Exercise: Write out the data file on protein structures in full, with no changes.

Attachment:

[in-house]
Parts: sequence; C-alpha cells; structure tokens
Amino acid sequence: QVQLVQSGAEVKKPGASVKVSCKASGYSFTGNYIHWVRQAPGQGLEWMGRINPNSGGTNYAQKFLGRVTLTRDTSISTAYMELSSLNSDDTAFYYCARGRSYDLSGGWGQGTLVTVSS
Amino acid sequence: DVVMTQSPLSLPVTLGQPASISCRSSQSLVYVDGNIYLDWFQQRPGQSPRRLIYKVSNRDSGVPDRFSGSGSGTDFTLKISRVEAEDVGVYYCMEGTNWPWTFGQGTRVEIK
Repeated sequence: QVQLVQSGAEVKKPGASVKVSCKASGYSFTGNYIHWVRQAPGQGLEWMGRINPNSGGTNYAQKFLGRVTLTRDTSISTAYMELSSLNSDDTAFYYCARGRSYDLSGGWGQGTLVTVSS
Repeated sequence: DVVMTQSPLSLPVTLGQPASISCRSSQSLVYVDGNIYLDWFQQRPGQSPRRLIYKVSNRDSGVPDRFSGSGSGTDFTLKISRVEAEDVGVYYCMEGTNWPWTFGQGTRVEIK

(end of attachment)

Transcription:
[in-house]
Parts: sequence; C-alpha cells; structure tokens
Amino acid sequence: QVQLVQSGAEVKKPGASVKVSCKASGYSFTGNYIHWVRQAPGQGLEWMGRINPNSGGTNYAQKFLGRVTLTRDTSISTAYMELSSLNSDDTAFYYCARGRSYDLSGGWGQGTLVTVSS
Amino acid sequence: DVVMTQSPLSLPVTLGQPASISCRSSQSLVYVDGNIYLDWFQQRPGQSPRRLIYKVSNRDSGVPDRFSGSGSGTDFTLKISRVEAEDVGVYYCMEGTNWPWTFGQGTRVEIK
Repeated sequence: QVQLVQSGAEVKKPGASVKVSCKASGYSFTGNYIHWVRQAPGQGLEWMGRINPNSGGTNYAQKFLGRVTLTRDTSISTAYMELSSLNSDDTAFYYCARGRSYDLSGGWGQGTLVTVSS
Repeated sequence: DVVMTQSPLSLPVTLGQPASISCRSSQSLVYVDGNIYLDWFQQRPGQSPRRLIYKVSNRDSGVPDRFSGSGSGTDFTLKISRVEAEDVGVYYCMEGTNWPWTFGQGTRVEIK